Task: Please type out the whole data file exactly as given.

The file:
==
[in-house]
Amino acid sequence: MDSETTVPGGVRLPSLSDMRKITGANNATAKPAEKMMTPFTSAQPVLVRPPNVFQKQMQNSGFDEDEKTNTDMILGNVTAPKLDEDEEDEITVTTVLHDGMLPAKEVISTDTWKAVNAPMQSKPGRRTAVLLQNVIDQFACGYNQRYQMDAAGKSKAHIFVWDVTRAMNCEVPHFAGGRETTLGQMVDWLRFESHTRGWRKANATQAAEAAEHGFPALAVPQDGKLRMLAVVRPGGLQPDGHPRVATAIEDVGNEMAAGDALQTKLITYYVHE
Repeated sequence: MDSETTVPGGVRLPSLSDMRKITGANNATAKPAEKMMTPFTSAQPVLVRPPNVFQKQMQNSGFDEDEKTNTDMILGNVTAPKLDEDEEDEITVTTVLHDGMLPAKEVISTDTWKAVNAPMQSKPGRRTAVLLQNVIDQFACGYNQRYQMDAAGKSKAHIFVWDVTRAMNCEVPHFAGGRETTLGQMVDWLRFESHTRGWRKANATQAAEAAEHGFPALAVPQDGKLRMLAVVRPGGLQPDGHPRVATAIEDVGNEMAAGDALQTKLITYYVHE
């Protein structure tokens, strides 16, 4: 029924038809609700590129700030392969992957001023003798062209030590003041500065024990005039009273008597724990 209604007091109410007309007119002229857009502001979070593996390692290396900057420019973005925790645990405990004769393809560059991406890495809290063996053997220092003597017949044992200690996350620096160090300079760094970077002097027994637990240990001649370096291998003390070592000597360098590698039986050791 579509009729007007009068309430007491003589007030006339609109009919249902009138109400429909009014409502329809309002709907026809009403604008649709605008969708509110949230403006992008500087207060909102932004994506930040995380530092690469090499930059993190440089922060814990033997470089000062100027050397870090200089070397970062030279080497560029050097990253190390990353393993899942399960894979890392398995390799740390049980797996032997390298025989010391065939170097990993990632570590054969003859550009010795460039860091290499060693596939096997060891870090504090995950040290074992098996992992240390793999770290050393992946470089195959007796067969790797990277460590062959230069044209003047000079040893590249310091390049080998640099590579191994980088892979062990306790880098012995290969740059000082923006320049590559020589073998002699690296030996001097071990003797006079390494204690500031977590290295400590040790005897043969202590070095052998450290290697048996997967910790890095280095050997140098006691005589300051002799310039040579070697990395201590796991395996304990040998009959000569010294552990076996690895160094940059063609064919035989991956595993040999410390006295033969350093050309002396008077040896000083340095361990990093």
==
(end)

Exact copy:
[in-house]
Amino acid sequence: MDSETTVPGGVRLPSLSDMRKITGANNATAKPAEKMMTPFTSAQPVLVRPPNVFQKQMQNSGFDEDEKTNTDMILGNVTAPKLDEDEEDEITVTTVLHDGMLPAKEVISTDTWKAVNAPMQSKPGRRTAVLLQNVIDQFACGYNQRYQMDAAGKSKAHIFVWDVTRAMNCEVPHFAGGRETTLGQMVDWLRFESHTRGWRKANATQAAEAAEHGFPALAVPQDGKLRMLAVVRPGGLQPDGHPRVATAIEDVGNEMAAGDALQTKLITYYVHE
Repeated sequence: MDSETTVPGGVRLPSLSDMRKITGANNATAKPAEKMMTPFTSAQPVLVRPPNVFQKQMQNSGFDEDEKTNTDMILGNVTAPKLDEDEEDEITVTTVLHDGMLPAKEVISTDTWKAVNAPMQSKPGRRTAVLLQNVIDQFACGYNQRYQMDAAGKSKAHIFVWDVTRAMNCEVPHFAGGRETTLGQMVDWLRFESHTRGWRKANATQAAEAAEHGFPALAVPQDGKLRMLAVVRPGGLQPDGHPRVATAIEDVGNEMAAGDALQTKLITYYVHE
């Protein structure tokens, strides 16, 4: 029924038809609700590129700030392969992957001023003798062209030590003041500065024990005039009273008597724990 209604007091109410007309007119002229857009502001979070593996390692290396900057420019973005925790645990405990004769393809560059991406890495809290063996053997220092003597017949044992200690996350620096160090300079760094970077002097027994637990240990001649370096291998003390070592000597360098590698039986050791 579509009729007007009068309430007491003589007030006339609109009919249902009138109400429909009014409502329809309002709907026809009403604008649709605008969708509110949230403006992008500087207060909102932004994506930040995380530092690469090499930059993190440089922060814990033997470089000062100027050397870090200089070397970062030279080497560029050097990253190390990353393993899942399960894979890392398995390799740390049980797996032997390298025989010391065939170097990993990632570590054969003859550009010795460039860091290499060693596939096997060891870090504090995950040290074992098996992992240390793999770290050393992946470089195959007796067969790797990277460590062959230069044209003047000079040893590249310091390049080998640099590579191994980088892979062990306790880098012995290969740059000082923006320049590559020589073998002699690296030996001097071990003797006079390494204690500031977590290295400590040790005897043969202590070095052998450290290697048996997967910790890095280095050997140098006691005589300051002799310039040579070697990395201590796991395996304990040998009959000569010294552990076996690895160094940059063609064919035989991956595993040999410390006295033969350093050309002396008077040896000083340095361990990093």